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Angela F. Drew, Heidi L. Schiman, Keith W. Kombrinck, Thomas H. Bugge, Jay L. Degen, Adam H. Kaufman; Persistent Corneal Haze after Excimer Laser Photokeratectomy in Plasminogen-Deficient Mice. Invest. Ophthalmol. Vis. Sci. 2000;41(1):67-72.
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purpose. Excimer laser photorefractive keratectomy creates a nonvascular wound
of the cornea. Fibrin deposition and resolution after excimer laser
photokeratectomy were investigated in relation to corneal repair and
restoration of clarity in mice with a genetic deficiency of
methods. A Summit Apex Laser (Summit, Waltham, MA) was used to perform
2-mm, 175-pulse, transepithelial photoablations that resulted in deep
stromal keratectomies. Photokeratectomy was performed on the corneas of
plasminogen-deficient (Plg−/−) mice and
littermate control animals. Eyes were examined for re-epithelialization
and clarity throughout the 21-day observational period. Histologic
sections were taken during the observational period and fibrin(ogen)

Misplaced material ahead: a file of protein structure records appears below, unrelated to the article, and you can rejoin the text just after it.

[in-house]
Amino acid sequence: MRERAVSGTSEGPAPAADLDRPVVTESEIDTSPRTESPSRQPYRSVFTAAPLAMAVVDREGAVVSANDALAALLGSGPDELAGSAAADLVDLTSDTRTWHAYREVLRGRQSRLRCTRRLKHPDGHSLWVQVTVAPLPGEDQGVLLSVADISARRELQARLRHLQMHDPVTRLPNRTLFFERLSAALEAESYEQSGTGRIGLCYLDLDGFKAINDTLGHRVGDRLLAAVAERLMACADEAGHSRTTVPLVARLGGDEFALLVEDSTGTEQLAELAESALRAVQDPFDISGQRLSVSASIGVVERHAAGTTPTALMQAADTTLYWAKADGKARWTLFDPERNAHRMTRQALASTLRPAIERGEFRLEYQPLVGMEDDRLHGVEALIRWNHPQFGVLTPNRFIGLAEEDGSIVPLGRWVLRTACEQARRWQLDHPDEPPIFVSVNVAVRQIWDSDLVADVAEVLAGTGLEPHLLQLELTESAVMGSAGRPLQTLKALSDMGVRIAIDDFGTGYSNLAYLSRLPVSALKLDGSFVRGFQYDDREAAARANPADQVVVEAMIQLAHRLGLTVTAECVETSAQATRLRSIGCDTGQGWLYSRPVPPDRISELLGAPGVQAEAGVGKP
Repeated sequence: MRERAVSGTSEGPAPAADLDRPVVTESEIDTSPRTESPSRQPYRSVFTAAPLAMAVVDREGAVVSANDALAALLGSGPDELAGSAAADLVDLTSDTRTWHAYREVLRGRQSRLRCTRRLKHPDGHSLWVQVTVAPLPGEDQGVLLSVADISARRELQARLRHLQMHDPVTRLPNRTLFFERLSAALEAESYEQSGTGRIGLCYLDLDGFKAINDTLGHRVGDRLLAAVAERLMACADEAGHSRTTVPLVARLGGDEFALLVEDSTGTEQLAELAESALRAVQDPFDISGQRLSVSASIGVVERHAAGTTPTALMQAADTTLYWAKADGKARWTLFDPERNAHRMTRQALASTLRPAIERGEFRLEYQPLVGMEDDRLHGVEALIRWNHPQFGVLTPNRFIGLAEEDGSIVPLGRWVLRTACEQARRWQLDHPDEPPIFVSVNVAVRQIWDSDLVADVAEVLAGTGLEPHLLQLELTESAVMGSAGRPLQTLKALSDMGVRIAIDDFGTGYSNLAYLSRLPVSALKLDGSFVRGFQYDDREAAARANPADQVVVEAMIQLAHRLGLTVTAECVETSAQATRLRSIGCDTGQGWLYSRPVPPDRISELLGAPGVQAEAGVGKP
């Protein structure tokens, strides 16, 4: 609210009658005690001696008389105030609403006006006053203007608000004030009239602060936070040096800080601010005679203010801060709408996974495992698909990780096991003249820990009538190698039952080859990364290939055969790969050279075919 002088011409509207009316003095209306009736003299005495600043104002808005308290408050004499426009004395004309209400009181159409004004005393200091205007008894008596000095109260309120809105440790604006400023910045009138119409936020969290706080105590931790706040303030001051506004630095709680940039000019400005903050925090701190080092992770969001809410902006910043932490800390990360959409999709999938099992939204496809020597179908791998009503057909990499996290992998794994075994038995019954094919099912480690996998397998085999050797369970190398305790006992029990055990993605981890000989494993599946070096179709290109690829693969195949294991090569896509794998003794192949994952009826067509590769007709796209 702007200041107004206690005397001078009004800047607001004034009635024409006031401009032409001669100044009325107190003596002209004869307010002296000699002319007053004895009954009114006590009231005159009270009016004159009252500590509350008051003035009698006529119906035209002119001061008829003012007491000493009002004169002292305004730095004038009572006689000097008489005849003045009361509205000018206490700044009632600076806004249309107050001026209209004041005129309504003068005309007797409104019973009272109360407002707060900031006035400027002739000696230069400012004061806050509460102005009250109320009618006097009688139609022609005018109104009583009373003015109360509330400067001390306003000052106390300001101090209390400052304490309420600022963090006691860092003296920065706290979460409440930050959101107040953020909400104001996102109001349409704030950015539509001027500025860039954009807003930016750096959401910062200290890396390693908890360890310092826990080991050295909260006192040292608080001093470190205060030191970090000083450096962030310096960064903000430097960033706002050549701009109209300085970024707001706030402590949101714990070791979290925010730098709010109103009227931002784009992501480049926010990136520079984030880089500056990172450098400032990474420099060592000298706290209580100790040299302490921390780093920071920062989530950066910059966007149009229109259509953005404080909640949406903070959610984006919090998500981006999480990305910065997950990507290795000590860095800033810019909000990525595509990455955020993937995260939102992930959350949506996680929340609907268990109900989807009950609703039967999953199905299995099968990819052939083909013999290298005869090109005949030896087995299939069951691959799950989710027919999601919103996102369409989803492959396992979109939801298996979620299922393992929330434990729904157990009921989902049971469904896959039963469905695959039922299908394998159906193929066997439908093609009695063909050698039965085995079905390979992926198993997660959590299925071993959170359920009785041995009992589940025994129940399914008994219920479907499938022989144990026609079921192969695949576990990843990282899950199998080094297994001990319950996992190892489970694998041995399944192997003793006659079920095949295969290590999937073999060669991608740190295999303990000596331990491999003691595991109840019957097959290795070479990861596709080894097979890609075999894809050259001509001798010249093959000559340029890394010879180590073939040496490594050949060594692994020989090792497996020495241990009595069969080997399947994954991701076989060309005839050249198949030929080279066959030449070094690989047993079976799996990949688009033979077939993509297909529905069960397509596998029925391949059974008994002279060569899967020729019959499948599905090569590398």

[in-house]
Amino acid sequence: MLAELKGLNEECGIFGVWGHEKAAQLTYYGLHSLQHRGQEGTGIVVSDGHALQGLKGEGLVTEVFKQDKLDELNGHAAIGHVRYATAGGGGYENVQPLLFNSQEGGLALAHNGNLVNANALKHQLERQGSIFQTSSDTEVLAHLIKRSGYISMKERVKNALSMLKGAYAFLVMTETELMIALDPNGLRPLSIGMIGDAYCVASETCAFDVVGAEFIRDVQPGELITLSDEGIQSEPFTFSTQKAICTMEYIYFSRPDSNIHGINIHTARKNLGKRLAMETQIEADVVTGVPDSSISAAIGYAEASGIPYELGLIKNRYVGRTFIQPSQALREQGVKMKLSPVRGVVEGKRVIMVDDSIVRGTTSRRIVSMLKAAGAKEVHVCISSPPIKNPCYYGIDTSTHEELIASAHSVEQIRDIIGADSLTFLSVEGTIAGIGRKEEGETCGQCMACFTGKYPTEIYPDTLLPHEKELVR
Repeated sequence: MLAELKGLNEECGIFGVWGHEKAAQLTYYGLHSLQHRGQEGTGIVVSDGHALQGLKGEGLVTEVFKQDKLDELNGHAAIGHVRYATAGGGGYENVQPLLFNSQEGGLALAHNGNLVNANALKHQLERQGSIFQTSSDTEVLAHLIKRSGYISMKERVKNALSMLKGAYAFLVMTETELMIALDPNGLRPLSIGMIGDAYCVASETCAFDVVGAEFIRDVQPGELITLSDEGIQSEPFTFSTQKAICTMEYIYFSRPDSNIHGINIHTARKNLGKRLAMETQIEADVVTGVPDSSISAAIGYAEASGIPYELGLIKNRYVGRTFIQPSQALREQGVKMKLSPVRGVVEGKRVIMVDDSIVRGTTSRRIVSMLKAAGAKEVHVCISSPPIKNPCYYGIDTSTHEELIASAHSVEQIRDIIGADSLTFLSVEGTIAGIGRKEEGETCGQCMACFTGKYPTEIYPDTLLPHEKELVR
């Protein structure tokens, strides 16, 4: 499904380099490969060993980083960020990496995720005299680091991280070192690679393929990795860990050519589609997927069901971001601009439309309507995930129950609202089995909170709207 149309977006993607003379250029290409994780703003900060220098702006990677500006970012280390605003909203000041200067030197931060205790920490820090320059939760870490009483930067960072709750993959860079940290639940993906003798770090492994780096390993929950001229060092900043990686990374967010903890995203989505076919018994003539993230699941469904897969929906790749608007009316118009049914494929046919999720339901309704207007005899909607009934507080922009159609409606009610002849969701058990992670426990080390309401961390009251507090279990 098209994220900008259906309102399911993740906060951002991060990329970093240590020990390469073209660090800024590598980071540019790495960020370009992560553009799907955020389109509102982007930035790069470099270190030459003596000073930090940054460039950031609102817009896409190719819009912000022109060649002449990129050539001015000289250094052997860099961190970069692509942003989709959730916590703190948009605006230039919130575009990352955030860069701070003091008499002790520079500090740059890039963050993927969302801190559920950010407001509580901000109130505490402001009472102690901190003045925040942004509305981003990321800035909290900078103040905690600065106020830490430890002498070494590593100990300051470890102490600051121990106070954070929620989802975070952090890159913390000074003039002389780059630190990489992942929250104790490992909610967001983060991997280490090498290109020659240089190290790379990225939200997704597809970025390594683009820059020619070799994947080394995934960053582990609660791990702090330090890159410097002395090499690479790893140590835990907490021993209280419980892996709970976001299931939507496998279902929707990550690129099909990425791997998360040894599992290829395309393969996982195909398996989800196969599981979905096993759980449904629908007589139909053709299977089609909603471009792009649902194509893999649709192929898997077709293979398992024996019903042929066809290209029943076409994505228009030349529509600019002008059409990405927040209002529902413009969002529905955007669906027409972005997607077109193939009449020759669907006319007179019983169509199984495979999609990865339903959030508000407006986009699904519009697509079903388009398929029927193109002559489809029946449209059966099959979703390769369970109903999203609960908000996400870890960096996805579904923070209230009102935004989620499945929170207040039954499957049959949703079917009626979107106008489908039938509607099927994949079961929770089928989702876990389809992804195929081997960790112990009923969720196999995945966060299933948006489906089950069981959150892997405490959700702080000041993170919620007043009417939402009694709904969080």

was detected immunohistochemically.
results. Re-epithelialization was rapid and complete within 3 days in both
control andPlg−/− animals. Exuberant corneal
fibrin(ogen) deposition was noted in Plg−/− mice and
sparse fibrin(ogen) deposition in control mice on days 1 and 3 after
injury. Fibrin(ogen) deposits resolved in control mice but persisted in
Plg−/− mice (74% of eyes at 21 days; P < 0.004). Corneal opacification, scarring, and
the presence of anterior chamber fibrin(ogen) occurred in
plasminogen-deficient mice but not in control mice.
conclusions. Fibrin(ogen) deposition occurs during corneal wound repair after
photokeratectomy. Impaired fibrinolysis in Plg−/− mice
caused persistent stromal fibrin deposits that correlated with the
development of corneal opacity.
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